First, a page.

(Soundbite of So Percussion shopping)

LYDEN: The members of So Percussion got their name not from, hey man, it's so percussive, but from the Japanese character that means to perform. Jason is fascinated with all things Japanese. His older sister lives and makes films in Japan and has been a huge inspiration in his life. Standing at the Home Depot checkout counter Lawson explains how the group not only experiments by building their own instruments but also how they collaborate with modern composers who seem to trust them a lot when they choose their material.

Mr. LAWSON WHITE (Member of So Percussion): Actually, most of the people we work with trust us in a way and we'll be like, you know, we want something metal and something wood and something...

Unidentified Male: Something something.

Mr. WHITE: Yeah. So then we can kind of work out, you know , and that's what will make the piece always different from one group to the next or one generation to the next is, you know, they've put their time into making the music good, not being super controlled about you should use, you know, a number 14 (unintelligible) wood block with a, you know, (unintelligible) number four red stick, because it's so limited in a way.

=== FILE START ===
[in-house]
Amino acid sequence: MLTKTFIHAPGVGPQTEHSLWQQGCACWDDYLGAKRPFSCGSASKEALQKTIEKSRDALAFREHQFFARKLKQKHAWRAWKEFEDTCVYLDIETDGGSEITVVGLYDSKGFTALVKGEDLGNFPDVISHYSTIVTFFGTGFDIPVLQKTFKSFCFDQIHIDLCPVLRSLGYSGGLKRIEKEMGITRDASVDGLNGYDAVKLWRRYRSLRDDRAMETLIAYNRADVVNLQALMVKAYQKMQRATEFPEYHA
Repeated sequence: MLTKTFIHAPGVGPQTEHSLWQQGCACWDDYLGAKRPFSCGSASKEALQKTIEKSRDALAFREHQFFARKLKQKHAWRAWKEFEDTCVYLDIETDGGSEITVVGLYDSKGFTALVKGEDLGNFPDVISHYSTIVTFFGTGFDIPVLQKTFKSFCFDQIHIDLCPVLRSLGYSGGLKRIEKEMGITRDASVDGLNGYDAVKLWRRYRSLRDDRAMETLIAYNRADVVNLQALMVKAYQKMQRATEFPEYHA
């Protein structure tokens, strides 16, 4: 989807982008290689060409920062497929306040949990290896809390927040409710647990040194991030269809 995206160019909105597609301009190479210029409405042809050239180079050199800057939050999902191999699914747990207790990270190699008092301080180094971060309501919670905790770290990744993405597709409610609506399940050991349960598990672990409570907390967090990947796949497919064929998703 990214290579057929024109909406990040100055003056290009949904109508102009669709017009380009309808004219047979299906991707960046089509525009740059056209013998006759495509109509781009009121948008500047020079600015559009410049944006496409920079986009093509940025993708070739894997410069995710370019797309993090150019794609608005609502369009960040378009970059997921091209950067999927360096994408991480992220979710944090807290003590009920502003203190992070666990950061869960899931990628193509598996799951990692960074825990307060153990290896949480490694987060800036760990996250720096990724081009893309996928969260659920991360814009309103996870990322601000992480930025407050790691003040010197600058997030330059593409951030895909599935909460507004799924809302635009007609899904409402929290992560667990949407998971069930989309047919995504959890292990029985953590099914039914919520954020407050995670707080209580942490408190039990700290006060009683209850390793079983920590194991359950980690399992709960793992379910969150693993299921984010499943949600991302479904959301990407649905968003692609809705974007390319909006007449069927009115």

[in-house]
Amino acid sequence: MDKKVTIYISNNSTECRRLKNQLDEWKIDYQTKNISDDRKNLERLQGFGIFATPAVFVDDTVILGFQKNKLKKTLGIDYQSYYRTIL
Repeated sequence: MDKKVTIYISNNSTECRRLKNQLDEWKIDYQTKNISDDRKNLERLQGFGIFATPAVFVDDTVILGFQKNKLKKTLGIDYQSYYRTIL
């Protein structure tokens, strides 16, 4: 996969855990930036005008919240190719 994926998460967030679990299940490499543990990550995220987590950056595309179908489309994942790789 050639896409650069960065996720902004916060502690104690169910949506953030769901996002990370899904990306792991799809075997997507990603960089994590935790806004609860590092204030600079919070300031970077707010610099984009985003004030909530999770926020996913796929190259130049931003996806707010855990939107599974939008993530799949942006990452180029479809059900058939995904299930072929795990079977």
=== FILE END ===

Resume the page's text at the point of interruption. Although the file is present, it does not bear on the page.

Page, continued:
But this is like, this is a party. We can do whatever we want. It's going to sound really new to everybody; the composer is going to hear new stuff in it. We're always learning from having to solve this problem. But yeah, that's probably the (unintelligible) about that.

LYDEN: A few years back the group went on a hardware shopping trip for the composition So Called Laws of Nature, written by a composer named David Lang. Lang is a founder of the experimental musical collective in New York called Bang On A Can. Adam describes how the composer and the musicians came together.